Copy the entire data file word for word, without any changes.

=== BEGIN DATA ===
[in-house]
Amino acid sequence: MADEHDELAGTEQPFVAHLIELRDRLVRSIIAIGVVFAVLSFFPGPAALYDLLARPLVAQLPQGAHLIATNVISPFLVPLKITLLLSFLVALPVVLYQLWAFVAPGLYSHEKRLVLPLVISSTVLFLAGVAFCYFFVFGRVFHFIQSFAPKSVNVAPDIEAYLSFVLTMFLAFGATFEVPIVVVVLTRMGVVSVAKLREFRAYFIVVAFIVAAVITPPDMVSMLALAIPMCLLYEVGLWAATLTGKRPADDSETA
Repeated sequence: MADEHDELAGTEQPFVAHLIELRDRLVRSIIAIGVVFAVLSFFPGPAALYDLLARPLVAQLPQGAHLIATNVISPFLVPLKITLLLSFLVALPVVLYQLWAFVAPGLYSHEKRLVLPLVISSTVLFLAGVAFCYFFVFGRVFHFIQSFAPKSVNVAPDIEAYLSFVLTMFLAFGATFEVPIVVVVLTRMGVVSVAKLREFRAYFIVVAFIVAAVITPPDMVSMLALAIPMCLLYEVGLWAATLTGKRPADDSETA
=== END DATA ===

[in-house]
Amino acid sequence: MADEHDELAGTEQPFVAHLIELRDRLVRSIIAIGVVFAVLSFFPGPAALYDLLARPLVAQLPQGAHLIATNVISPFLVPLKITLLLSFLVALPVVLYQLWAFVAPGLYSHEKRLVLPLVISSTVLFLAGVAFCYFFVFGRVFHFIQSFAPKSVNVAPDIEAYLSFVLTMFLAFGATFEVPIVVVVLTRMGVVSVAKLREFRAYFIVVAFIVAAVITPPDMVSMLALAIPMCLLYEVGLWAATLTGKRPADDSETA
Repeated sequence: MADEHDELAGTEQPFVAHLIELRDRLVRSIIAIGVVFAVLSFFPGPAALYDLLARPLVAQLPQGAHLIATNVISPFLVPLKITLLLSFLVALPVVLYQLWAFVAPGLYSHEKRLVLPLVISSTVLFLAGVAFCYFFVFGRVFHFIQSFAPKSVNVAPDIEAYLSFVLTMFLAFGATFEVPIVVVVLTRMGVVSVAKLREFRAYFIVVAFIVAAVITPPDMVSMLALAIPMCLLYEVGLWAATLTGKRPADDSETA